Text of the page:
Raab's article disgusted me so much that I sent this letter to Esquire's editors:

Scott Raab attempted to do justice both to the horrors of the Holocaust and to the concept of "innocent until proven guilty" but his attempt to create sympathy for John Demjanjuk is most unfortunate because it is not grounded in the facts of the case. Joshua Muravchik authored the definitive piece about the Demjanjuk case ("Demjanjuk: A Summing Up," published in the April 1997 issue of Commentary).

Raab suggested that it is "funny" that the same evidence that first was used to accuse Demjanjuk of being an SS guard at Treblinka is now being used to accuse Demjanjuk of being an SS guard at Sobibor--but Demjanjuk's posting to Sobibor is dated March 27, 1943 and Muravchik noted "Since the vast bulk of the killing at Treblinka was accomplished between July 1942 and January 1943, Demjanjuk could have earned his notoriety as Ivan the Terrible there and then been transferred to Sobibor in March. The two camps were only 100 miles apart and Wachmanner were often transferred."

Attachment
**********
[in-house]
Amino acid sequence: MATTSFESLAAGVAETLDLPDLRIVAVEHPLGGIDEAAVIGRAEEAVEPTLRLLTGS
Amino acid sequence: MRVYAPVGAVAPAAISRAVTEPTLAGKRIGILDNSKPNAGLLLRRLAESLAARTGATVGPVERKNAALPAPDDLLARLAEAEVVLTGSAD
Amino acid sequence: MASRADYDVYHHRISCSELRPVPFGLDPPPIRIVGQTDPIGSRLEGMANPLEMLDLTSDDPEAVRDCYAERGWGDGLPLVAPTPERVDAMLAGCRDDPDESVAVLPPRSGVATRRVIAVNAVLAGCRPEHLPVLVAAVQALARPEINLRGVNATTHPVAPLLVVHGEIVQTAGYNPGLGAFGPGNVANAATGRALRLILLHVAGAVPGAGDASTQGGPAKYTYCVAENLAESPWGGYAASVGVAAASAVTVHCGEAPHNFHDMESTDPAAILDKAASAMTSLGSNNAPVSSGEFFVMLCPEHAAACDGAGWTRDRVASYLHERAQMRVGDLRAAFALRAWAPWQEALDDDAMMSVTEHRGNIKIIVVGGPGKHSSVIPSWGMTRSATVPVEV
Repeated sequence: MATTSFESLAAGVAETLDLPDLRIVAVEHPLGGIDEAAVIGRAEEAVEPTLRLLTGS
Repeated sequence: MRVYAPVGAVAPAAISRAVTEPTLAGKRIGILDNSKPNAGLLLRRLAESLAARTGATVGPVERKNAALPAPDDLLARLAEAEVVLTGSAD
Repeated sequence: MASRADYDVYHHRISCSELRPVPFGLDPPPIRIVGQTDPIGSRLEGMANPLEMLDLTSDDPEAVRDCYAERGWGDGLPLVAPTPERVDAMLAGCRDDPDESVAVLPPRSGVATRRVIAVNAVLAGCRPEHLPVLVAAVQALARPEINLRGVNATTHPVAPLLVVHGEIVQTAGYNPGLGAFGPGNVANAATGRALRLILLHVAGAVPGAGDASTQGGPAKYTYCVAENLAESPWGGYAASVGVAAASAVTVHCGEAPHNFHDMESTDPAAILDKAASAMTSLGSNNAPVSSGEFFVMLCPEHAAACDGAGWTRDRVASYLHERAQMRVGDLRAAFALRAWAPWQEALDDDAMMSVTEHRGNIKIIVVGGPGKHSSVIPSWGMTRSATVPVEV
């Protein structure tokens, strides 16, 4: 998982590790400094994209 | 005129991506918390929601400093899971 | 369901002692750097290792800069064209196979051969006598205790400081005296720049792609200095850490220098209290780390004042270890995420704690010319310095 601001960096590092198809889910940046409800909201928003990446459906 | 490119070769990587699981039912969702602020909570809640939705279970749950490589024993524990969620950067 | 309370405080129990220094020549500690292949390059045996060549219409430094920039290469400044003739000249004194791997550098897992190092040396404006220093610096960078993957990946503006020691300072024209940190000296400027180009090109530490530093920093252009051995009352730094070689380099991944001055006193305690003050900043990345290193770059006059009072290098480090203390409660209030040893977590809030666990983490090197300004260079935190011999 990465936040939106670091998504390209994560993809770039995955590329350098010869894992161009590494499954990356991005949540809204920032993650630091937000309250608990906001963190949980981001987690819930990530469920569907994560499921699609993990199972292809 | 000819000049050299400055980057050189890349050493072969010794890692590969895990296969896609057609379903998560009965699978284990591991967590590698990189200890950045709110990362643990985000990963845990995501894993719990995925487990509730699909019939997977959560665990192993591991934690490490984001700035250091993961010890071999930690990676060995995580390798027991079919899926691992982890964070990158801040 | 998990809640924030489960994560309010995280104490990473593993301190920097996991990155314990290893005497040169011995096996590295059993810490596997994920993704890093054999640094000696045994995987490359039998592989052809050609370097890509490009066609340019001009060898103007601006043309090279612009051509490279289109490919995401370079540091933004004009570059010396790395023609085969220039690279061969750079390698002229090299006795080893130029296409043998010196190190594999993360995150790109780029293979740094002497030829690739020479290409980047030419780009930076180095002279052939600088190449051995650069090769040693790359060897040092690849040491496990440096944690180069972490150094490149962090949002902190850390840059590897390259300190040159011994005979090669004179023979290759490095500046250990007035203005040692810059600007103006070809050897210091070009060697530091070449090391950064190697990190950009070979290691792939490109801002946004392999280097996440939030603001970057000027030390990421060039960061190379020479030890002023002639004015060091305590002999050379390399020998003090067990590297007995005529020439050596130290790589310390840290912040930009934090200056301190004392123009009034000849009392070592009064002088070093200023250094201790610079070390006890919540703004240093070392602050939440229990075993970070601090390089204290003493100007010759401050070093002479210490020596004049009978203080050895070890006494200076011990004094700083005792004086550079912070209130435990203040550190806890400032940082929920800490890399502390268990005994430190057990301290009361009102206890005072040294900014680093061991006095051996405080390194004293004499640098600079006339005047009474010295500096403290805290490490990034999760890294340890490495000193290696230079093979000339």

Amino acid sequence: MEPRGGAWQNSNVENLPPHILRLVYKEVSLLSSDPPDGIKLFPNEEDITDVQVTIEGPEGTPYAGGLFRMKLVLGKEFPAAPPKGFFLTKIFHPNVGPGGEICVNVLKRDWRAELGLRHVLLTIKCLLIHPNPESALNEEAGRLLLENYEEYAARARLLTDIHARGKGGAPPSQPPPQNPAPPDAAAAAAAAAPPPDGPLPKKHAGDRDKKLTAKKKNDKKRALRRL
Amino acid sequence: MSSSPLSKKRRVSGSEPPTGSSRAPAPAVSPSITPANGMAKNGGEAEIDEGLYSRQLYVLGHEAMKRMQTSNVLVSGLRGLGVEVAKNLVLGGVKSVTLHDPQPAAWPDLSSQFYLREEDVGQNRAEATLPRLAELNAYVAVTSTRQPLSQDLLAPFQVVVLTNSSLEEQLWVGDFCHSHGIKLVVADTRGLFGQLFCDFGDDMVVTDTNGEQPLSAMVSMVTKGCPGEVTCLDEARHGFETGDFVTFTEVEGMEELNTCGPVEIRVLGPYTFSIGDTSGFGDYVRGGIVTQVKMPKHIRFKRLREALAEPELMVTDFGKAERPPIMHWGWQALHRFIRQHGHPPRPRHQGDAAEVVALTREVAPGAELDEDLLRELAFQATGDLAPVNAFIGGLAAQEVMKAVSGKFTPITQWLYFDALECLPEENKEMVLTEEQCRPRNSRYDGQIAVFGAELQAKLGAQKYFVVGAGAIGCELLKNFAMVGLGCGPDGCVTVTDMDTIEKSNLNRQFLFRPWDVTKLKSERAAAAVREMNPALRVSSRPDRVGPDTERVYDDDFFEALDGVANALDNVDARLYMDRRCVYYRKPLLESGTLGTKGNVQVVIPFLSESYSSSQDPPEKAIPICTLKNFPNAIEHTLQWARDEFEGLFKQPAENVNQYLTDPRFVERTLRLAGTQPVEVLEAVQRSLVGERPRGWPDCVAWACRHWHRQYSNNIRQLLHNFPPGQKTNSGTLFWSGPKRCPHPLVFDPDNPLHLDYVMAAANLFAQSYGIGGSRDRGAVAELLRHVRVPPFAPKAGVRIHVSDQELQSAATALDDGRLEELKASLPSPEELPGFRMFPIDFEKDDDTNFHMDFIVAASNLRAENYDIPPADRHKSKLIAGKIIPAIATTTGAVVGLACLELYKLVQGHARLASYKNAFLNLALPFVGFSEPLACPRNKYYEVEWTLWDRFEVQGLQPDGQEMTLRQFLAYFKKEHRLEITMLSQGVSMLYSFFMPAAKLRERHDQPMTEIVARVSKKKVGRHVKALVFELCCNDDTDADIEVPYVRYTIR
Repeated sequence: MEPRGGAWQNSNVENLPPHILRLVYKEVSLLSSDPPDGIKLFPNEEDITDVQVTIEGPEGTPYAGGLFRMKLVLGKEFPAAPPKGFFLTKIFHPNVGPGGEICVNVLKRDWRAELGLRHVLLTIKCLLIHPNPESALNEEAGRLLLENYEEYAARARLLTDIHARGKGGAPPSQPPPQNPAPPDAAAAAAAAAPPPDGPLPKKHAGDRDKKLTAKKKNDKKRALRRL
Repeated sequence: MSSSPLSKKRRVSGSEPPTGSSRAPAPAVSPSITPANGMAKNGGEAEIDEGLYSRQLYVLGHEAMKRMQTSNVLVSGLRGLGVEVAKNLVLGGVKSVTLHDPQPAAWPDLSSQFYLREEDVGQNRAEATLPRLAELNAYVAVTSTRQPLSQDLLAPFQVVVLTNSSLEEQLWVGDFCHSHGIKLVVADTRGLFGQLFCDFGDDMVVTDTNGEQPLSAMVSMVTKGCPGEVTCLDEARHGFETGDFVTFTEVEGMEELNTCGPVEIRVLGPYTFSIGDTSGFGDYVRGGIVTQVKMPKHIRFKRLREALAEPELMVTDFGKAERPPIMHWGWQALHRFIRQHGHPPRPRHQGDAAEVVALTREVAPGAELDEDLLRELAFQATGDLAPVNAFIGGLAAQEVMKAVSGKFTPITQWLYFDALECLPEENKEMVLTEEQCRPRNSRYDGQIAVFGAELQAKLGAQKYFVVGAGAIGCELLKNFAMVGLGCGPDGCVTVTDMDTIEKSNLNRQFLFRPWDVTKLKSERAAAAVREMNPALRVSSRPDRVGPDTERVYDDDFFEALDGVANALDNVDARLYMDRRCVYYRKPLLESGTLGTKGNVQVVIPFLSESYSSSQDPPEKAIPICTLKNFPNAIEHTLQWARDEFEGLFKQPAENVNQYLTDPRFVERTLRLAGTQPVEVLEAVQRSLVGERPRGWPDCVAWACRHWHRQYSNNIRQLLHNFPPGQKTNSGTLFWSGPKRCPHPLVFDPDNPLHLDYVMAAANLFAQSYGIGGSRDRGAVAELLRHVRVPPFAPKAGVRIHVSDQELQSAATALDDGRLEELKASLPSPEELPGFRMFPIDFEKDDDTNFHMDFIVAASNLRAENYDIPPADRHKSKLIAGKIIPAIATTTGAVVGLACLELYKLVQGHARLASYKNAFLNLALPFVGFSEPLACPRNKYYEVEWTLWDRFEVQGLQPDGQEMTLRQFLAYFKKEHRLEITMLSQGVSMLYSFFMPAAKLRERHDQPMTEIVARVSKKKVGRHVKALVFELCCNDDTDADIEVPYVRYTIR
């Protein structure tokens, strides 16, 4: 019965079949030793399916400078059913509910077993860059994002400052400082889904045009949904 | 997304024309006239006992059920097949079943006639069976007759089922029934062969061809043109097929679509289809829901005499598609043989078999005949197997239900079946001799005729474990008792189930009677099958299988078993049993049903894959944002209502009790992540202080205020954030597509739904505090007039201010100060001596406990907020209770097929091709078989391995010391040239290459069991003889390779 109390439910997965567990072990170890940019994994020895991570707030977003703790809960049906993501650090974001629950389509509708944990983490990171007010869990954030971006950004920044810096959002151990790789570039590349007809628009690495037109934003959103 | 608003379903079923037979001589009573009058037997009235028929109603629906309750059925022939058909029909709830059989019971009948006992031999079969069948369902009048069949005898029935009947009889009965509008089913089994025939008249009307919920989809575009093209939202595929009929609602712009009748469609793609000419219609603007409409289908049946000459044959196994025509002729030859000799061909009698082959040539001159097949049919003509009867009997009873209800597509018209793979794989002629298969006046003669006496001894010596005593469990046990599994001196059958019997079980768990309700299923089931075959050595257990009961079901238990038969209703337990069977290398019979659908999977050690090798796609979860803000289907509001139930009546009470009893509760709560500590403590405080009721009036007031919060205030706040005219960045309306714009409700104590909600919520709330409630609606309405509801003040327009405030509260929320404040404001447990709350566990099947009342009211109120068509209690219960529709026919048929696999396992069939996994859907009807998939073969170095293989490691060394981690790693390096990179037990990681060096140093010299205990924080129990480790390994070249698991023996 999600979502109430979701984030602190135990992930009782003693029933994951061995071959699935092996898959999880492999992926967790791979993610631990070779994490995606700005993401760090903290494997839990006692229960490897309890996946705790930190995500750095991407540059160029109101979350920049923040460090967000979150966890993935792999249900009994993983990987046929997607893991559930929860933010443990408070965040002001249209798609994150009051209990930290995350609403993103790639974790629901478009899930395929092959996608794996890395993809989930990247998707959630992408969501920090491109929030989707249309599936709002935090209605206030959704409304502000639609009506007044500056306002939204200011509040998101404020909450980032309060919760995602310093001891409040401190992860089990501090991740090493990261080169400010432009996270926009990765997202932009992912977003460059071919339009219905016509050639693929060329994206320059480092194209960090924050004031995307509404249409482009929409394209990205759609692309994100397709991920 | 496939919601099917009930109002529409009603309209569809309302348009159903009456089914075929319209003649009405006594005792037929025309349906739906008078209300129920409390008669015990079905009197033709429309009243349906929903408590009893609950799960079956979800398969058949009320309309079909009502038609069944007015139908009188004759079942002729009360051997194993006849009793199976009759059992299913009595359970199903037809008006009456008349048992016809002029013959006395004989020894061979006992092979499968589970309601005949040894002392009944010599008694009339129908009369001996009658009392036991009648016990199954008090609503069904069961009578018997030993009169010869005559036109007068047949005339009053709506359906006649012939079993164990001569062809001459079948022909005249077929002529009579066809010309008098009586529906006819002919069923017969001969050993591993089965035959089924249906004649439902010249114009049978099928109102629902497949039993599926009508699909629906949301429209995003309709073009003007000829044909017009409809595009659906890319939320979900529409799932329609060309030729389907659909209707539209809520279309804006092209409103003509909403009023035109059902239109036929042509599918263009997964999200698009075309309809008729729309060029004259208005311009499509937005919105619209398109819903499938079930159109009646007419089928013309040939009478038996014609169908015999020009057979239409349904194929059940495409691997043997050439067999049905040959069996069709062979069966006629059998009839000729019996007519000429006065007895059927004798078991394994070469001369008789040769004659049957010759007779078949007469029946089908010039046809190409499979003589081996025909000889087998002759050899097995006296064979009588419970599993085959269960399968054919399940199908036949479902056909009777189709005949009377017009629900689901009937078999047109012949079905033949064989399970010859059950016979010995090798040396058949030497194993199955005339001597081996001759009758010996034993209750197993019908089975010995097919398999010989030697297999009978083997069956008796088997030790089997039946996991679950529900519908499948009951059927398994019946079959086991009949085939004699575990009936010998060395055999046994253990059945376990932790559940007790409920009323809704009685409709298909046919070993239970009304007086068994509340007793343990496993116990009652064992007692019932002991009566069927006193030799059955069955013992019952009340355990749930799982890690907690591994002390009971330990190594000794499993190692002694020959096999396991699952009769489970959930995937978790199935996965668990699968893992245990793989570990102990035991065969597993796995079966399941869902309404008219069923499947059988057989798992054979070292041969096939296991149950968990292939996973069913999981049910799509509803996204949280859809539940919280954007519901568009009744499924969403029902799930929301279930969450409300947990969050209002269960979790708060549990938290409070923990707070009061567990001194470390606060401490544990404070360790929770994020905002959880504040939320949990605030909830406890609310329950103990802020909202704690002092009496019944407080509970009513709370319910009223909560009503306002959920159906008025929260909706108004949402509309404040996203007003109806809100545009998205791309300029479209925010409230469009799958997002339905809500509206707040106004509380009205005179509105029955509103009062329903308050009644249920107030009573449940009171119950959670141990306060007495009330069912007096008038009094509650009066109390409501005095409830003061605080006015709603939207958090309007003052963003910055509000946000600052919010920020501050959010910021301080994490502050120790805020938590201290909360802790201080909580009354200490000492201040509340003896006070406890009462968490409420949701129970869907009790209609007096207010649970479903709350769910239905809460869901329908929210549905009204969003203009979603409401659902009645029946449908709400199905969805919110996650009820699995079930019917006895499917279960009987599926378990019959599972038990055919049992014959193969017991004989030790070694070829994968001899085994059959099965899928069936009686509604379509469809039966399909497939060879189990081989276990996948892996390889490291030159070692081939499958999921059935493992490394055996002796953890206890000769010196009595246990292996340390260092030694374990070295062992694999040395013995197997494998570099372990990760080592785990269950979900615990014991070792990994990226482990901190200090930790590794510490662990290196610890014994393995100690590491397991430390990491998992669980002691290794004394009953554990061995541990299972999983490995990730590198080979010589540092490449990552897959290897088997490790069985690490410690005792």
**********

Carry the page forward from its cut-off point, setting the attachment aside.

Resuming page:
Raab completely ignored the numerous contradictions--not to mention outright lies--in Demjanjuk's various accounts of his wartime activities, including the fact that Demjanjuk has admitted that he lied on his immigration application to the United States. Demjanjuk also did not have a satisfactory explanation for the scar on his left arm in the exact place where Waffen SS members received tattoos; Demjanjuk admitted to being tattooed there and he admitted to gouging out the tattoo but denied that it had been an SS tattoo.

Murachik declared, "None of the courts that have heard Demjanjuk's case, in America or in Israel, has found him credible on his wartime experience. As Judge Thomas Wiseman, Jr., the Special Master appointed by the Sixth Circuit Court of Appeals, stated in his report: 'Mr. Demjanjuk's alibi was so incredible as to legitimately raise the suspicions of his prosecutors that he lied about everything.'"